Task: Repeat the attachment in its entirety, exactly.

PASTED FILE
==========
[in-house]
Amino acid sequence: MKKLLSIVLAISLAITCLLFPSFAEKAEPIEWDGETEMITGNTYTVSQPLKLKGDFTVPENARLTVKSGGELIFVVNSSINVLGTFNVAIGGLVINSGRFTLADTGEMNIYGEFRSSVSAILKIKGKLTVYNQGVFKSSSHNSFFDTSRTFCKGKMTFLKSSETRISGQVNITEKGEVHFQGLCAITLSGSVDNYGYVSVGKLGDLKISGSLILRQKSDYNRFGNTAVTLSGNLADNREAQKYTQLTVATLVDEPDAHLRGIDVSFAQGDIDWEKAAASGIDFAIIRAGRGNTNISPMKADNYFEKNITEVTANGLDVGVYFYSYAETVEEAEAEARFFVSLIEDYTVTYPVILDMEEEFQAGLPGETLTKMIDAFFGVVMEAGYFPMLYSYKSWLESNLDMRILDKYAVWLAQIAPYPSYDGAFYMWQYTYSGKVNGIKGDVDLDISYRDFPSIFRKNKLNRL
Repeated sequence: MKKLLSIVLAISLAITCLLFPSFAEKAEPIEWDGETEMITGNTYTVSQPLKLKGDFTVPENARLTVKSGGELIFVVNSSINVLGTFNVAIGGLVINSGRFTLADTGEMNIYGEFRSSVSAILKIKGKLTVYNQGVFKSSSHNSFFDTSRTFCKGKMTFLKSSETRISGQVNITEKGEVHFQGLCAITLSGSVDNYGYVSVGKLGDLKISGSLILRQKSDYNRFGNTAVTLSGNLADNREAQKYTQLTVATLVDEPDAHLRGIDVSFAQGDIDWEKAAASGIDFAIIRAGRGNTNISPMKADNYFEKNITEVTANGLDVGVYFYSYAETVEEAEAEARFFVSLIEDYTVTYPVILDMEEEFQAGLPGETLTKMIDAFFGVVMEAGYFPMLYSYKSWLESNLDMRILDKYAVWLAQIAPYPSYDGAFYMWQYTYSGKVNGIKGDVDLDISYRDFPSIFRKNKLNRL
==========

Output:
[in-house]
Amino acid sequence: MKKLLSIVLAISLAITCLLFPSFAEKAEPIEWDGETEMITGNTYTVSQPLKLKGDFTVPENARLTVKSGGELIFVVNSSINVLGTFNVAIGGLVINSGRFTLADTGEMNIYGEFRSSVSAILKIKGKLTVYNQGVFKSSSHNSFFDTSRTFCKGKMTFLKSSETRISGQVNITEKGEVHFQGLCAITLSGSVDNYGYVSVGKLGDLKISGSLILRQKSDYNRFGNTAVTLSGNLADNREAQKYTQLTVATLVDEPDAHLRGIDVSFAQGDIDWEKAAASGIDFAIIRAGRGNTNISPMKADNYFEKNITEVTANGLDVGVYFYSYAETVEEAEAEARFFVSLIEDYTVTYPVILDMEEEFQAGLPGETLTKMIDAFFGVVMEAGYFPMLYSYKSWLESNLDMRILDKYAVWLAQIAPYPSYDGAFYMWQYTYSGKVNGIKGDVDLDISYRDFPSIFRKNKLNRL
Repeated sequence: MKKLLSIVLAISLAITCLLFPSFAEKAEPIEWDGETEMITGNTYTVSQPLKLKGDFTVPENARLTVKSGGELIFVVNSSINVLGTFNVAIGGLVINSGRFTLADTGEMNIYGEFRSSVSAILKIKGKLTVYNQGVFKSSSHNSFFDTSRTFCKGKMTFLKSSETRISGQVNITEKGEVHFQGLCAITLSGSVDNYGYVSVGKLGDLKISGSLILRQKSDYNRFGNTAVTLSGNLADNREAQKYTQLTVATLVDEPDAHLRGIDVSFAQGDIDWEKAAASGIDFAIIRAGRGNTNISPMKADNYFEKNITEVTANGLDVGVYFYSYAETVEEAEAEARFFVSLIEDYTVTYPVILDMEEEFQAGLPGETLTKMIDAFFGVVMEAGYFPMLYSYKSWLESNLDMRILDKYAVWLAQIAPYPSYDGAFYMWQYTYSGKVNGIKGDVDLDISYRDFPSIFRKNKLNRL